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Thank you for your response. I am referring to two people with different roles, the executor of the estate AND the person with power of attorney over both financial and medical decisions.. I will not be making accusations and understand that a priest has no legal authority. I SUSPECT (versus having confirmation as you have talked about) financial abuse is taking place because: (1) the elder person's priest said that he thought the person with powers of attorney was not a good choice/up to the task for this position (2) the elder person's priest has asked the executor of the estate to keep an eye on the elder person (3) personal photos, adequate change of clothing are no longer with the Elder person as was available to him at his previous assisted living place and at his apartment -- photos include pictures of his deceased parents and two brothers (4) I have read the law regarding fiduciary duties associated with powers of attorney and of the executor ----- the person in charge of powers of attorney will NOT get in touch with the executor regarding financial matters, bank accounts have been changed so that no one is able to review charges, including the principal. So, no proof yet.

Key QUESTION: If the executor, as required by law, cannot get information regarding financial transaction made on behalf/for the benefit of the principal FROM the person with financial power of attorney -- what should or what steps should the executor take? THANKS INGER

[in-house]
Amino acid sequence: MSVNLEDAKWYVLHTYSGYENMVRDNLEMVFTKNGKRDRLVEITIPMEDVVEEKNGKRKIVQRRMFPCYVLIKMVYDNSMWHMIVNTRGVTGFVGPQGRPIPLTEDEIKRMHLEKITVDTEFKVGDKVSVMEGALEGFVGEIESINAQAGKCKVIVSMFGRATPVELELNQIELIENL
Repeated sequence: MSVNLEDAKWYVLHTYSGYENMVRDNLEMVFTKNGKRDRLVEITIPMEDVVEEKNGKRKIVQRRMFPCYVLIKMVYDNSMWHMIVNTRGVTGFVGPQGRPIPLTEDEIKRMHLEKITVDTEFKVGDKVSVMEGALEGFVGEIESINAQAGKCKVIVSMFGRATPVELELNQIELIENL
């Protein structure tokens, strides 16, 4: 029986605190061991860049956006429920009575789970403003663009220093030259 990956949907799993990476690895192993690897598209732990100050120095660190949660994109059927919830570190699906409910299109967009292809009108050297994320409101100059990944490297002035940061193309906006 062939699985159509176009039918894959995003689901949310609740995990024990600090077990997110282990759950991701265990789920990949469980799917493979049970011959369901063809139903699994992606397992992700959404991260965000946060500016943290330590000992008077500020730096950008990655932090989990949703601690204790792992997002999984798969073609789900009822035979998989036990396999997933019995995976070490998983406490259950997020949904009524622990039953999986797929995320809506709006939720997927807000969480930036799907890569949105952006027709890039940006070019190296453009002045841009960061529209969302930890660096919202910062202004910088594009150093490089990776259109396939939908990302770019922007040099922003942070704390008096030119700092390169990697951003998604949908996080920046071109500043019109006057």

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A "person in charge of the estate" would be the Personal Rep, Executor/trix, and wouldn't have authority to act until the individual who made the will has died. Is this person also proxy under a POA or DPOA? Or are you referring to two people with different roles, one before death and one after death?

What caused you to suspect that financial abuse is taking place? Before you make accusations to anyone, you need to have some really good evidence of financial abuse.

You can contact a priest if you want to, but be aware (a) that you need proof before making accusations, and (b) a priest has no legal authority to intervene in a potential criminal action. If you get solid proof, go to the police.